VR Logo

Only half the story

Since ROE can be inflated by changing the capital structure, a rising ROE doesn't always indicate a good business

Only half the story

Return on equity (ROE) is a key metric to analyse companies. A high return on equity is desirable as it indicates higher returns on shareholders' investments. ROE is calculated by dividing profit after tax by net worth.

However, a high ROE alone doesn't always indicate a business is doing very well. That's because ROE can be bumped up by changing the capital structure of a business. Capital structure is a combination of debt, preferred stock and common stock. A company uses these avenues to raise money. An optimum capital structure can maximise the company's market value while minimising its cost of capital.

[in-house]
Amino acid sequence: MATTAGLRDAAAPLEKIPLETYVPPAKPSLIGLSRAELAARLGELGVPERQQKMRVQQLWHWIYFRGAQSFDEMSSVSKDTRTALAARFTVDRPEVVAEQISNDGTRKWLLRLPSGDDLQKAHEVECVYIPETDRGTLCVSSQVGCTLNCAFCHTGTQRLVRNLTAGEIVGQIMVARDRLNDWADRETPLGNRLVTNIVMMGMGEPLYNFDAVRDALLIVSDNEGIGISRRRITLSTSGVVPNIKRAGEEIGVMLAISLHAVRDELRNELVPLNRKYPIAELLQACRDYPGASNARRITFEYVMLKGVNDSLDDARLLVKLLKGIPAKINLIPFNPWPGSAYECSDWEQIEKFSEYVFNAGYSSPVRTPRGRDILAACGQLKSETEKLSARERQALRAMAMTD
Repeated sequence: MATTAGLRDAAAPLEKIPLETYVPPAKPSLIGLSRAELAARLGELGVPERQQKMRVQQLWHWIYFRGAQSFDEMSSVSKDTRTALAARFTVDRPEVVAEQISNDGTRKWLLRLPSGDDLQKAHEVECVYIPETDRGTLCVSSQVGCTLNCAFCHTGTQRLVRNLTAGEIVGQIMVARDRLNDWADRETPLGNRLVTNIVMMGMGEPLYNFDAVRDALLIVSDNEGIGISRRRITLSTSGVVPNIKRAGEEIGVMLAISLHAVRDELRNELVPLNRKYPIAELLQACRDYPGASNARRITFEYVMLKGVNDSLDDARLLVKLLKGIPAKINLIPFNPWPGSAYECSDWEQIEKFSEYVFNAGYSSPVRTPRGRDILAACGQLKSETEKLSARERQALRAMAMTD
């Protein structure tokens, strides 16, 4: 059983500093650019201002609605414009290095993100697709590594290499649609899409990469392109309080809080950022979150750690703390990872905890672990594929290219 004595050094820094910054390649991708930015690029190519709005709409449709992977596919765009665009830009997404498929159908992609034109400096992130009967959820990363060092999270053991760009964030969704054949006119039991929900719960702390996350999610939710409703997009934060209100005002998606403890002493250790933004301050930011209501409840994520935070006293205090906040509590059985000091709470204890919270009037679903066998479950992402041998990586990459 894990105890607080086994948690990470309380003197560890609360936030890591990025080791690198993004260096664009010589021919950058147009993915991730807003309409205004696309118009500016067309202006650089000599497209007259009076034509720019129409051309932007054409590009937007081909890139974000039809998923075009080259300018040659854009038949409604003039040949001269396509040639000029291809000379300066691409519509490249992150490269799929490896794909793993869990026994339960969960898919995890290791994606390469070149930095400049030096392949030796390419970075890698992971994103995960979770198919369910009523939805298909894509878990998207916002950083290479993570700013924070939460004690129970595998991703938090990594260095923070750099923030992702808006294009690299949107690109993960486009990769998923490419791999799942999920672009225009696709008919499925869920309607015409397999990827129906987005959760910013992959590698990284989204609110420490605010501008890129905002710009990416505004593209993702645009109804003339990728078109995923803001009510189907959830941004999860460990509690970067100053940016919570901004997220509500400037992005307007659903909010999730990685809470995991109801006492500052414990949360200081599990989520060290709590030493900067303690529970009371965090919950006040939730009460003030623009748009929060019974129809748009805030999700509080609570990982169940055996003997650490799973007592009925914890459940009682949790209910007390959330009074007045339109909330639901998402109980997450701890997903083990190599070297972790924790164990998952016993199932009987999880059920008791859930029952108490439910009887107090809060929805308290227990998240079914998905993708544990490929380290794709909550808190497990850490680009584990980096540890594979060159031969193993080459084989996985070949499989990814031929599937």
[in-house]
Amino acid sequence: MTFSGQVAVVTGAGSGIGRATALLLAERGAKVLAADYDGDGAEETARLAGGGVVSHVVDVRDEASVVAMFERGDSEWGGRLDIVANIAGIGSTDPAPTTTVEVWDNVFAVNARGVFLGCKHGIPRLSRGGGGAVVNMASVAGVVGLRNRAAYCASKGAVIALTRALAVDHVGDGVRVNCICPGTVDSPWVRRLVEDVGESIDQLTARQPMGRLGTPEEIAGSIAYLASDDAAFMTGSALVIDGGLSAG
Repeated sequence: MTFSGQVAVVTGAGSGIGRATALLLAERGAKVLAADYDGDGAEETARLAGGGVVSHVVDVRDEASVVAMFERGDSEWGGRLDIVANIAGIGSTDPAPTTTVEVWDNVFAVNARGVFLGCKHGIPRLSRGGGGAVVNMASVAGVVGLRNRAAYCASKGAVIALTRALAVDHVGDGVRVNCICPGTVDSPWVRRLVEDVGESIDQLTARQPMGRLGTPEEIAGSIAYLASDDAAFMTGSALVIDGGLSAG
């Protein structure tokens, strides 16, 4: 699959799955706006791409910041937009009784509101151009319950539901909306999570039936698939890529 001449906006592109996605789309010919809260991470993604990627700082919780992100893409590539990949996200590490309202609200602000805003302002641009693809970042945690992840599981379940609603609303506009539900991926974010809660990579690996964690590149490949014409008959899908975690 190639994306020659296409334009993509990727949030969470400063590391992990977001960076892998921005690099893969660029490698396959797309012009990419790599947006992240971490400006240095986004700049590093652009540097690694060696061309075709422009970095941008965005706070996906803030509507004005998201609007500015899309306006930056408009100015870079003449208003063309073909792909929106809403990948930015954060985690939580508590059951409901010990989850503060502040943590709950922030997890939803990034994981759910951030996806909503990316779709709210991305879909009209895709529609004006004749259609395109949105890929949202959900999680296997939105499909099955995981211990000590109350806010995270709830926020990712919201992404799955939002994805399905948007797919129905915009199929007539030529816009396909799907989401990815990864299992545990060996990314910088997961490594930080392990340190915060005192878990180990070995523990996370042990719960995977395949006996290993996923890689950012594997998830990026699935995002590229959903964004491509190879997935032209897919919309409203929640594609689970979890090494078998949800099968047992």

Theoretically, debt is believed to be the cheapest source as the interests paid on debt are tax-deductible. Raising money through equity has a high cost as it can result in dilution of shareholder interest. However, in practice, a high debt increases the risk for a company. If a company is not able to service it, especially during tough business conditions, it can quickly become unmanageable.

Given this, we looked for companies whose ROE has increased over the last five years mainly because of a change in their debt-equity mix. The ROE of these companies has been increasing and is currently greater than 12 per cent, but their profit margins have been declining. These companies have relied more on debt for growth, which has bumped up their ROEs, but declining profit margins show no incremental gains from the higher debt. The high debt can, however, become a problem if it goes out of control.

Only half the story